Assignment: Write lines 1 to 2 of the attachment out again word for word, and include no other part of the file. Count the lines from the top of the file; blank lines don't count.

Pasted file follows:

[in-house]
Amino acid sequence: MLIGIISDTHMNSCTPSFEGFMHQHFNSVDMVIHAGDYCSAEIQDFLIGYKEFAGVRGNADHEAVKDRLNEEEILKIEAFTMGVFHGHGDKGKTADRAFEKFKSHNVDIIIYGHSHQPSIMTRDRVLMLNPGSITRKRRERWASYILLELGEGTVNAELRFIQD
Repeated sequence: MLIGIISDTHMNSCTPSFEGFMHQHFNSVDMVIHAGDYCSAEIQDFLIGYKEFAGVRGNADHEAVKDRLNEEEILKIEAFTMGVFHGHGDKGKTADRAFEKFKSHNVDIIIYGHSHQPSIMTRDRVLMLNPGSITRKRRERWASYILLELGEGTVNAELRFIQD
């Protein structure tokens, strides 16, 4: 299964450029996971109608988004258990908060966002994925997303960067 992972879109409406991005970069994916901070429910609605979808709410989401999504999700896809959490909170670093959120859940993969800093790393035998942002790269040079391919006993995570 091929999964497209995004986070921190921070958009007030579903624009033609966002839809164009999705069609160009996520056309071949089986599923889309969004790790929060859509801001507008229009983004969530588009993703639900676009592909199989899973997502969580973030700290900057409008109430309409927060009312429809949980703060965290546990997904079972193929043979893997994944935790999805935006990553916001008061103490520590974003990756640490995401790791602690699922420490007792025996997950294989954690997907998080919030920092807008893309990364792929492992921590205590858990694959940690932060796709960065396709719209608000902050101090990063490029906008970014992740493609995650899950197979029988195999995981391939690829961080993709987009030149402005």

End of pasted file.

[in-house]
Amino acid sequence: MLIGIISDTHMNSCTPSFEGFMHQHFNSVDMVIHAGDYCSAEIQDFLIGYKEFAGVRGNADHEAVKDRLNEEEILKIEAFTMGVFHGHGDKGKTADRAFEKFKSHNVDIIIYGHSHQPSIMTRDRVLMLNPGSITRKRRERWASYILLELGEGTVNAELRFIQD